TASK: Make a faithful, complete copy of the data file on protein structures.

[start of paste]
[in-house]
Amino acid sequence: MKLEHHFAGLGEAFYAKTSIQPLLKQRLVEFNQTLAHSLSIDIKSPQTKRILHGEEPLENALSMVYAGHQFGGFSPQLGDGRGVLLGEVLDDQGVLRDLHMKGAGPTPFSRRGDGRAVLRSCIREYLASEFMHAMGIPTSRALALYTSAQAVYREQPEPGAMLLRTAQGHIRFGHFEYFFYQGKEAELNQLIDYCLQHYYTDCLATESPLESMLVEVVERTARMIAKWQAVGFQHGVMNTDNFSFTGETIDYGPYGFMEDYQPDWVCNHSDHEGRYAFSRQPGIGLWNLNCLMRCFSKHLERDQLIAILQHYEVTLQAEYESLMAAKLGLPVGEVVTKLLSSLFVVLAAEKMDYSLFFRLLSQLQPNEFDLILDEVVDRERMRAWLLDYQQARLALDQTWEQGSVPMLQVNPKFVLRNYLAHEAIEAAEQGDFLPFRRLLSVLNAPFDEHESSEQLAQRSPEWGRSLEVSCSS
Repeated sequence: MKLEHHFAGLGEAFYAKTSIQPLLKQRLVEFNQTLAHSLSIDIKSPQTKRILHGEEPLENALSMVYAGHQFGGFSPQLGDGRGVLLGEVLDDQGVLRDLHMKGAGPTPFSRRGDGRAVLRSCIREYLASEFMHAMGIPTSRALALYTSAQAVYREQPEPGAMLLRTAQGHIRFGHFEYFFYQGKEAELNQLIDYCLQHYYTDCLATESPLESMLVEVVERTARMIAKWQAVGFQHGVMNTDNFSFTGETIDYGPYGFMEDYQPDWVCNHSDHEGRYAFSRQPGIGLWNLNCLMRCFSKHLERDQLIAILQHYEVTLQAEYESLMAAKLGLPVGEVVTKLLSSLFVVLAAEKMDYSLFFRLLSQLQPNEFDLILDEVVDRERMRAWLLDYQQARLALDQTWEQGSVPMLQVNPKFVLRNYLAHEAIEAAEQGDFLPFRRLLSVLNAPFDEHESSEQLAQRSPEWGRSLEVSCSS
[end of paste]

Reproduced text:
[in-house]
Amino acid sequence: MKLEHHFAGLGEAFYAKTSIQPLLKQRLVEFNQTLAHSLSIDIKSPQTKRILHGEEPLENALSMVYAGHQFGGFSPQLGDGRGVLLGEVLDDQGVLRDLHMKGAGPTPFSRRGDGRAVLRSCIREYLASEFMHAMGIPTSRALALYTSAQAVYREQPEPGAMLLRTAQGHIRFGHFEYFFYQGKEAELNQLIDYCLQHYYTDCLATESPLESMLVEVVERTARMIAKWQAVGFQHGVMNTDNFSFTGETIDYGPYGFMEDYQPDWVCNHSDHEGRYAFSRQPGIGLWNLNCLMRCFSKHLERDQLIAILQHYEVTLQAEYESLMAAKLGLPVGEVVTKLLSSLFVVLAAEKMDYSLFFRLLSQLQPNEFDLILDEVVDRERMRAWLLDYQQARLALDQTWEQGSVPMLQVNPKFVLRNYLAHEAIEAAEQGDFLPFRRLLSVLNAPFDEHESSEQLAQRSPEWGRSLEVSCSS
Repeated sequence: MKLEHHFAGLGEAFYAKTSIQPLLKQRLVEFNQTLAHSLSIDIKSPQTKRILHGEEPLENALSMVYAGHQFGGFSPQLGDGRGVLLGEVLDDQGVLRDLHMKGAGPTPFSRRGDGRAVLRSCIREYLASEFMHAMGIPTSRALALYTSAQAVYREQPEPGAMLLRTAQGHIRFGHFEYFFYQGKEAELNQLIDYCLQHYYTDCLATESPLESMLVEVVERTARMIAKWQAVGFQHGVMNTDNFSFTGETIDYGPYGFMEDYQPDWVCNHSDHEGRYAFSRQPGIGLWNLNCLMRCFSKHLERDQLIAILQHYEVTLQAEYESLMAAKLGLPVGEVVTKLLSSLFVVLAAEKMDYSLFFRLLSQLQPNEFDLILDEVVDRERMRAWLLDYQQARLALDQTWEQGSVPMLQVNPKFVLRNYLAHEAIEAAEQGDFLPFRRLLSVLNAPFDEHESSEQLAQRSPEWGRSLEVSCSS